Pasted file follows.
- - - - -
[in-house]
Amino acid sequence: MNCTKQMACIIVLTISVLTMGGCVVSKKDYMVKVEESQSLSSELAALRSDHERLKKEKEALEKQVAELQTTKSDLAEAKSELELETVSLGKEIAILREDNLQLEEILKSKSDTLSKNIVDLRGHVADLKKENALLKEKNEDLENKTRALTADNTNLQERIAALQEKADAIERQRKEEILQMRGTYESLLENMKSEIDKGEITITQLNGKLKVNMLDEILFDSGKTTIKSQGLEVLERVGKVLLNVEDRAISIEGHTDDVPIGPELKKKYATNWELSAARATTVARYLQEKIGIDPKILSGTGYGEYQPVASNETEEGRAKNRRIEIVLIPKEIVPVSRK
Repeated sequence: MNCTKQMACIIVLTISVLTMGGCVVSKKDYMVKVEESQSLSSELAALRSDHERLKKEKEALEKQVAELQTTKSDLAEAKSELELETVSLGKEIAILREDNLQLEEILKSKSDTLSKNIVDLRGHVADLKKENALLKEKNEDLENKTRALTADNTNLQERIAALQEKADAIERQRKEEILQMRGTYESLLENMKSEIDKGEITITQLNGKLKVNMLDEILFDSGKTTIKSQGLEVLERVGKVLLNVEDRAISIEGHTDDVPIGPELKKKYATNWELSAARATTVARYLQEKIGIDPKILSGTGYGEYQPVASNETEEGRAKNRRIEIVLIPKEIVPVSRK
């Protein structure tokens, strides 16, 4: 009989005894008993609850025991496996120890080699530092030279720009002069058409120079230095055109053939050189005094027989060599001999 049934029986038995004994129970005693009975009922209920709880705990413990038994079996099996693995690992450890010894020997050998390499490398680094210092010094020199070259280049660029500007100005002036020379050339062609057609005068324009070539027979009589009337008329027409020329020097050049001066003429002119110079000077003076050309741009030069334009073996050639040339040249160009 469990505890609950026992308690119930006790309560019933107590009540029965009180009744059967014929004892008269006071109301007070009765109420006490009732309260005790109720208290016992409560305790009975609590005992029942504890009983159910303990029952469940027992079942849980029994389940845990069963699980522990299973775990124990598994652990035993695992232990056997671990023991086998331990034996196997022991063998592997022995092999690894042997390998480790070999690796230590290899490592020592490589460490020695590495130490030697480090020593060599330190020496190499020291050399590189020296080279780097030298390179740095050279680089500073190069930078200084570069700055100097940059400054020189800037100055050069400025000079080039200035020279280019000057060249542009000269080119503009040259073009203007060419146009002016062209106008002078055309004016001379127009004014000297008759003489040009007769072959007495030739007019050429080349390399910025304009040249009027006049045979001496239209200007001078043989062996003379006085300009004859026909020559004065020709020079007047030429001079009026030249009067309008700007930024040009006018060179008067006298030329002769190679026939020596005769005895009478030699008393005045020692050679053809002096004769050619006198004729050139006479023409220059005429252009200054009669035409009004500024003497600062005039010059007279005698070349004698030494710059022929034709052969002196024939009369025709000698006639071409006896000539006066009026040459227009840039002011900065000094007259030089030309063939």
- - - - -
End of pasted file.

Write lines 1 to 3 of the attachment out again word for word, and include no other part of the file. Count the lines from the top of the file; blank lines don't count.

[in-house]
Amino acid sequence: MNCTKQMACIIVLTISVLTMGGCVVSKKDYMVKVEESQSLSSELAALRSDHERLKKEKEALEKQVAELQTTKSDLAEAKSELELETVSLGKEIAILREDNLQLEEILKSKSDTLSKNIVDLRGHVADLKKENALLKEKNEDLENKTRALTADNTNLQERIAALQEKADAIERQRKEEILQMRGTYESLLENMKSEIDKGEITITQLNGKLKVNMLDEILFDSGKTTIKSQGLEVLERVGKVLLNVEDRAISIEGHTDDVPIGPELKKKYATNWELSAARATTVARYLQEKIGIDPKILSGTGYGEYQPVASNETEEGRAKNRRIEIVLIPKEIVPVSRK
Repeated sequence: MNCTKQMACIIVLTISVLTMGGCVVSKKDYMVKVEESQSLSSELAALRSDHERLKKEKEALEKQVAELQTTKSDLAEAKSELELETVSLGKEIAILREDNLQLEEILKSKSDTLSKNIVDLRGHVADLKKENALLKEKNEDLENKTRALTADNTNLQERIAALQEKADAIERQRKEEILQMRGTYESLLENMKSEIDKGEITITQLNGKLKVNMLDEILFDSGKTTIKSQGLEVLERVGKVLLNVEDRAISIEGHTDDVPIGPELKKKYATNWELSAARATTVARYLQEKIGIDPKILSGTGYGEYQPVASNETEEGRAKNRRIEIVLIPKEIVPVSRK